Back in the 90’s a movie came out called:
“A Time To Kill”
The too-long-didn’t-watch version is:
(WARNING: whole movie spoiler follows…)
A couple evil KKK types rape, beat, and torture a 9-year old black girl on the way home from the store. They think they killed her, but she lived. She makes it home, and the police easily find and capture the two perps. The father of the little girl (played by Samuel Jackson) knows they are not going to get what they deserve in a mostly-white county in the South. So, in an open courthouse, in front of God and everyone, he shoots the rapists both dead. Since he’s a black man in a predominately white county, his chances of not getting the death penalty are slim to none. So, he hires am untested, solo practitioner white lawyer named Jake Brigance (played by Matthew McConaughey) he knows to defend him against a popular and far more experienced DA who’s chummy with the judge and has a huge team at his disposal.
Anyway, short story long?
By the end of the movie, they’re losing the case:
- Jake’s witnesses have been discredited
- Samuel Jackson’s character openly admits he knew what he was doing when he killed the rapists and hoped they burn in hell (making the insanity plea a non-starter…)
- The jurors have even agreed privately with each other he’s guilty
- And, Jake’s got nothing left but his closing argument
A closing argument that, in my humble (but accurate) opinion, includes a superb principle of persuasion (I have heard only one person ever teach in depth in 16 years up in this business) that can change even the most stubbornly skeptical and hostile minds on a subject.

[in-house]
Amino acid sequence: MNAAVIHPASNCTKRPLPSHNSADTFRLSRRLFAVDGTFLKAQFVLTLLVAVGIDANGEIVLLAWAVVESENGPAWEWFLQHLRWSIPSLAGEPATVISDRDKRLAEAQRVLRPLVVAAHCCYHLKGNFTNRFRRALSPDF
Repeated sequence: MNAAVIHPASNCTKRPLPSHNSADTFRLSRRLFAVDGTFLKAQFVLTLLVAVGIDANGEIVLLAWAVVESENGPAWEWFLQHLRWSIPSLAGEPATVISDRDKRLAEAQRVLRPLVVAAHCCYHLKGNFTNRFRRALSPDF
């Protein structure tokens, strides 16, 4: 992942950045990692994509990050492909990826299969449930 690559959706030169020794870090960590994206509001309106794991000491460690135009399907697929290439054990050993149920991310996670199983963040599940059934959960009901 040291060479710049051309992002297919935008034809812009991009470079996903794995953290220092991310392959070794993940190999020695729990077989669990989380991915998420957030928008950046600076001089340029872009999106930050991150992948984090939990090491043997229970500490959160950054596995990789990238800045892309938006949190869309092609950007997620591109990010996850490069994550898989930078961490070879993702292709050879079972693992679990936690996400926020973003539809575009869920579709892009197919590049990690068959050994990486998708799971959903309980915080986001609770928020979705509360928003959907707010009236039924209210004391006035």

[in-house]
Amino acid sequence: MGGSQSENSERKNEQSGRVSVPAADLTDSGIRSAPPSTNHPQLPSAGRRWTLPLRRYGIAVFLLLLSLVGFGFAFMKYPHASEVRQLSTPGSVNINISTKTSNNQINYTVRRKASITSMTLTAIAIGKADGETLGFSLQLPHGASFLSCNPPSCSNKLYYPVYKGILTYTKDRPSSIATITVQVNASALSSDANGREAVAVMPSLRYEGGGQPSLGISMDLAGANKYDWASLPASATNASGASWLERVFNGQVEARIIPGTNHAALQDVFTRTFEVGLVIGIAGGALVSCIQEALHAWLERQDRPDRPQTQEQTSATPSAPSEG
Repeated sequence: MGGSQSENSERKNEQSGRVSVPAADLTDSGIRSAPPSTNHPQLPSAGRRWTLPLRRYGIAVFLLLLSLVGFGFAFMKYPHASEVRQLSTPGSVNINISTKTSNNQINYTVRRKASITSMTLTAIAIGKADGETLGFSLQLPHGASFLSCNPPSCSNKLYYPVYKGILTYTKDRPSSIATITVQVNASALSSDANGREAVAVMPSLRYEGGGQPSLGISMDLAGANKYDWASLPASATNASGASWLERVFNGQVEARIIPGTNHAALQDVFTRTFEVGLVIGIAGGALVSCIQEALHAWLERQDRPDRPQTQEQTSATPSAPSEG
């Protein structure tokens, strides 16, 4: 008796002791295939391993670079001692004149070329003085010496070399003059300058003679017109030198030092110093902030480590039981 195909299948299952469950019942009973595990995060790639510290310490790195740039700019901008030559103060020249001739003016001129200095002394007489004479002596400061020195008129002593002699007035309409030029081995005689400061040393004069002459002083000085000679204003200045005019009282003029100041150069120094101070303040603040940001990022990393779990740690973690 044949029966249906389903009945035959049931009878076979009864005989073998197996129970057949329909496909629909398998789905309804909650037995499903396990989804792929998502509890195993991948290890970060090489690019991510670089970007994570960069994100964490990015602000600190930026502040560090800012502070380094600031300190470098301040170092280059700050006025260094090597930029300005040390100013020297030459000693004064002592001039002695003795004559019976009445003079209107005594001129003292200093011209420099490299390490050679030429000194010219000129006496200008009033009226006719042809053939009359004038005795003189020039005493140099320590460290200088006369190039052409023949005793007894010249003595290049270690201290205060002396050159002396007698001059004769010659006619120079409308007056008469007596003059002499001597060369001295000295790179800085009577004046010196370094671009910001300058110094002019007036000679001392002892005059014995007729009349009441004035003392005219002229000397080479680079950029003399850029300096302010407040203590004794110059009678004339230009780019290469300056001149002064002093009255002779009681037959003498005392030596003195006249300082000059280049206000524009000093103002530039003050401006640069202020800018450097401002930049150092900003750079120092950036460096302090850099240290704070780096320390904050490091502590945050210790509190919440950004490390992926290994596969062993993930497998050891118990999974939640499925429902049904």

I don’t care if it’s in a court of law.
In an email or sales letter.
Or, even when debating politics.
(Yes, I have seen this secret persuasion method literally result in diehard partisans changing political parties!)
People who’ve seen the movie probably think I’m talking about storytelling.
But it’s something far more powerful.
Something that is like a law of persuasion unto itself.
And, something anyone (of any skill level) can incorporate into emails, sales copy, social media posts, livestreams, podcasts, whatever you are selling with.
I talk about it in exquisite detail in the upcoming August “Email Players” issue — with several real-world examples taken directly from some of the highest selling sales letters and emails I’ve ever written to illustrate it, spanning multiple niches and product categories.
(i.e. whatever you sell, it will apply.)
But, I am sending this issue to the printer tomorrow.
After that, it’ll be too late to get it.
Subscribe here in time, while you still can: